TORONTO – December 12, 2017 – Canadians report that they are comfortable using AI technology in areas like controlling their house temperature, utilities and appliances, scheduling and appointments, and shopping/eating recommendations, but less so in areas that affect their personal lives.
These findings are from the annual Canadian Artificial Intelligence Tracker, the first of its kind in Canada, which was conducted by the Research and Analytics Services team of Sklar Wilton & Associates, a leading Canadian marketing and strategic advisory consultancy.
While Canadians are comfortable using artificial intelligence to control their house temperature (73%), utilities and appliances (59%), scheduling and appointments (70%), and shopping/eating recommendations (59%), they are less comfortable in areas directly affecting their personal lives and well-being. Less than half of Canadians are comfortable with AI diagnosing their medical conditions without doctor involvement (43%) and even fewer are comfortable with AI driving vehicles without human involvement (39%).
While comfort levels vary among different areas of work and home life, adoption of AI at a personal level is still in its infancy. Just over one-in-ten people (12%) report that they already use AI technologies in their personal life and a similar proportion (11%) say that they use them at work. Trust is also precarious and rests highly on transparency from companies – more than three-quarters (78%) of Canadians say they absolutely require to know whether they are talking to a human being or a chatbot. Many consumers feel suspicious towards the companies that implement them, with four-in-ten (41%) stating that companies using AI are focused on reducing their costs at the expense of people.
“We are quite intrigued by these results,” said Charlie Wilton FMRIA, Partner at Sklar Wilton & Associates. “It’s clear that Canadians are eager to adopt AI technologies and they recognize these products and services can have amazing advantages. However, so far, they’re somewhat more skeptical when AI touches their personal lives, or could have impacts on their loved ones.”
What does this mean for marketing and business? Most businesses are gearing up to adopt and develop AI strategies into their products and services. However, if they want to be successful, they must put the consumer dimension at the forefront of their AI strategy. They will need to:
- Foster Consumer-Driven Innovation: Shape the end-user experience in a positive way by satisfying specific needs rather than simply using AI for ‘upselling.’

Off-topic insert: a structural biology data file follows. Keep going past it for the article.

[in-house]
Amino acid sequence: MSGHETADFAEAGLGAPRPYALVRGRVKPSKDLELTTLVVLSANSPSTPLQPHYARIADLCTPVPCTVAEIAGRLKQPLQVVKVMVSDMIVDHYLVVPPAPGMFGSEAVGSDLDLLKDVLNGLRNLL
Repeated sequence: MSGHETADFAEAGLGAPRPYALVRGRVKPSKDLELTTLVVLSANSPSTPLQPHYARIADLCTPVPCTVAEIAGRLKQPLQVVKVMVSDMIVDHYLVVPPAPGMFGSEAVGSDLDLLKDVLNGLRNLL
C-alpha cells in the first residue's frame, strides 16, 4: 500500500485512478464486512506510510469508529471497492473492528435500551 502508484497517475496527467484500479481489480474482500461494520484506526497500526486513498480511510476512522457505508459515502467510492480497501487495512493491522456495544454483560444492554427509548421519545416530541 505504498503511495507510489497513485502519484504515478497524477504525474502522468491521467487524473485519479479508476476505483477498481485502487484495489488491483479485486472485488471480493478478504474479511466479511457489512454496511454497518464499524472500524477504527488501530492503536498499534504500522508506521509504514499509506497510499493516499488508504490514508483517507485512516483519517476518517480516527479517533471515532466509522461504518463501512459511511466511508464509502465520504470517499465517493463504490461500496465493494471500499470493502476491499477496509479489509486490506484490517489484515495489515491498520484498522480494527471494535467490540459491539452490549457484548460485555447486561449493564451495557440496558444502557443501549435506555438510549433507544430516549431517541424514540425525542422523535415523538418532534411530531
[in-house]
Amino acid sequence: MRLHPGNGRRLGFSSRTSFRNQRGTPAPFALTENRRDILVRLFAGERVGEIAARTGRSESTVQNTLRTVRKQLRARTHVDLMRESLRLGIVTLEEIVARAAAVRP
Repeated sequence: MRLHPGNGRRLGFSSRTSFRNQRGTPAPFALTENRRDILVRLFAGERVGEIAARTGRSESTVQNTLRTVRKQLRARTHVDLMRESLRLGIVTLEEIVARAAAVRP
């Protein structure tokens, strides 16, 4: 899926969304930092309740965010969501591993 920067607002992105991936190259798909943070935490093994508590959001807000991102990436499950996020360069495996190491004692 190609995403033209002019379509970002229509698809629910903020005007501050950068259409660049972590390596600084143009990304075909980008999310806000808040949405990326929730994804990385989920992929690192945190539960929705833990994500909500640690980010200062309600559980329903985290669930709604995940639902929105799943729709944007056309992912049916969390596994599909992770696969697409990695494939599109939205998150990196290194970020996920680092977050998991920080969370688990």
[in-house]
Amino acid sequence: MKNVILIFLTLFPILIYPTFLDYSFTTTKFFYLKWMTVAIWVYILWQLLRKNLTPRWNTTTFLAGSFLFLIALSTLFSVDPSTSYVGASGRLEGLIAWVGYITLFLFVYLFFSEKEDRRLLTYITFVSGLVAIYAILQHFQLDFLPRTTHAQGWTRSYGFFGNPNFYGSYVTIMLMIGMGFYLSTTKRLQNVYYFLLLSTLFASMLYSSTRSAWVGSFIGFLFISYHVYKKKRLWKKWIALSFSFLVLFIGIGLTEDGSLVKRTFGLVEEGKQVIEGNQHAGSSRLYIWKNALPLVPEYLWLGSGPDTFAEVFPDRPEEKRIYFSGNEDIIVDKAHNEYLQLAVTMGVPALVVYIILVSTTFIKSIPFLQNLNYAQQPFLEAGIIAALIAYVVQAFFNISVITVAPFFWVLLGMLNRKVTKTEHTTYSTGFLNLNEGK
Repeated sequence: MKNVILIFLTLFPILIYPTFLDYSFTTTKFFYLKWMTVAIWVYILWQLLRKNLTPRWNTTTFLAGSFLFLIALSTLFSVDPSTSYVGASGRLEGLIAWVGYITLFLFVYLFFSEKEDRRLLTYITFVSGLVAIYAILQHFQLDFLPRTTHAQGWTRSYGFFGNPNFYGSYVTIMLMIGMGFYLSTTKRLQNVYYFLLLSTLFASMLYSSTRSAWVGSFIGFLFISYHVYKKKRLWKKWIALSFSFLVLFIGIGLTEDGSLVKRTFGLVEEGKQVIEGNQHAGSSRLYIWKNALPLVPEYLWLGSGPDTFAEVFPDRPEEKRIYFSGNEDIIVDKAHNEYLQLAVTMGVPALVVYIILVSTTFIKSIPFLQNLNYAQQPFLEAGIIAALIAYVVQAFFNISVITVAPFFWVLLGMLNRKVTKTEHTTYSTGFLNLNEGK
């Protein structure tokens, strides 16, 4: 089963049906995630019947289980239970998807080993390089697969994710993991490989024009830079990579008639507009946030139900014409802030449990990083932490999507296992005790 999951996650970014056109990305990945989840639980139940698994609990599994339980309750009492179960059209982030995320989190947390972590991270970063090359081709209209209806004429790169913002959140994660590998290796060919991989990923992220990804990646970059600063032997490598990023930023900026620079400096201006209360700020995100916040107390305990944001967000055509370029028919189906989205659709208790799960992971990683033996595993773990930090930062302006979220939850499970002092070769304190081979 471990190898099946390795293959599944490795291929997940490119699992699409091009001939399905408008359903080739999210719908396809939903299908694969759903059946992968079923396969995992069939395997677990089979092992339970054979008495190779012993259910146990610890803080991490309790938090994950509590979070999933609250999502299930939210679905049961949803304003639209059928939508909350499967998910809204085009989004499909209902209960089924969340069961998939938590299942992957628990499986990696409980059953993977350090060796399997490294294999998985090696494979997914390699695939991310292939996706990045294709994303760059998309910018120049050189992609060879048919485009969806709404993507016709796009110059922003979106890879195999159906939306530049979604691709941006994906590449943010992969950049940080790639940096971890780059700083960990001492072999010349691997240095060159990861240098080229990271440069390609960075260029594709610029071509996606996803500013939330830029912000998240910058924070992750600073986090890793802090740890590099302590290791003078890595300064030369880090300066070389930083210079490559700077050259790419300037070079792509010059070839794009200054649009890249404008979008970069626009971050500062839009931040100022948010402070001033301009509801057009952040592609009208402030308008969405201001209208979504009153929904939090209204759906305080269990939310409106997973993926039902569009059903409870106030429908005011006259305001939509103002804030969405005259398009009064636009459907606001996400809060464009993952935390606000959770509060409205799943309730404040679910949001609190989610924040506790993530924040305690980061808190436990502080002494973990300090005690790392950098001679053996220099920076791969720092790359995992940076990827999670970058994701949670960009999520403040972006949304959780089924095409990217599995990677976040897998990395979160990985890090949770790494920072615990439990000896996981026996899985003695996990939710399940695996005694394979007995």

- Establish High Ethical Standards: Personalize content such that it is useful and impactful for consumers not simply a manipulation of human psychology. Rather than using AI technologies to maximize short-term gains leading to increased customer attrition, create AI technologies that help to build trust and foster long-term customer satisfaction and engagement.
- Be Transparent and Honest in Communications: Be prepared to raise business standards and increase transparency around how AI technologies are used. Take advantage of AI capabilities to dramatically improve customer service and engagement.
The full report outlines Canadians expectations and comprehension of AI, their adoption and usage of AI tools, as well as how they feel about AI. It also outlines expectations of and implications for government, businesses, brands, and marketers. The report can be downloaded on the Sklar Wilton & Associates website.
The Canadian Artificial Intelligence Tracker was conducted by Sklar Wilton & Associates among Canadians 18+ with data collected from July 31 to August 7, 2017. Participants were selected from among those who have volunteered to participate in online surveys. The data were weighted to reflect the demographic composition of adult Canadians. Estimates of sampling error cannot be calculated. All sample surveys are subject to error, including, but not limited to sampling error, coverage error, and measurement error.
About Sklar Wilton & Associates
Sklar Wilton & Associates applies strategic advisory services and marketing research and analytics services to solve tough business challenges and build stronger brands. SW&A has worked for more than 30 years with some of Canada’s most iconic brands and, in 2017, was named the Best Workplace in Canada for Small Companies by the Great Place To Work®Institute and the number one Employee Recommended Workplace among small private employers by the Globe and Mail and Morneau Shepell.